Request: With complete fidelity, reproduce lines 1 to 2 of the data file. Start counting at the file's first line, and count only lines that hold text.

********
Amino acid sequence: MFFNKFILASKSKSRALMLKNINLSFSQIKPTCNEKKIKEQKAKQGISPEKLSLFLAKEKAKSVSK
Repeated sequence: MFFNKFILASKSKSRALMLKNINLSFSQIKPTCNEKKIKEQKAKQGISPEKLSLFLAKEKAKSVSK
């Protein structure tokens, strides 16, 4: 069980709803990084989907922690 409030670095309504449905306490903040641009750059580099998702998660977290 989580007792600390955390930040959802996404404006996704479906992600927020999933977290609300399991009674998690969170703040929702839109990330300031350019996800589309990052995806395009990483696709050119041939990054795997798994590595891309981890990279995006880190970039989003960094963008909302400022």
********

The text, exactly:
Amino acid sequence: MFFNKFILASKSKSRALMLKNINLSFSQIKPTCNEKKIKEQKAKQGISPEKLSLFLAKEKAKSVSK
Repeated sequence: MFFNKFILASKSKSRALMLKNINLSFSQIKPTCNEKKIKEQKAKQGISPEKLSLFLAKEKAKSVSK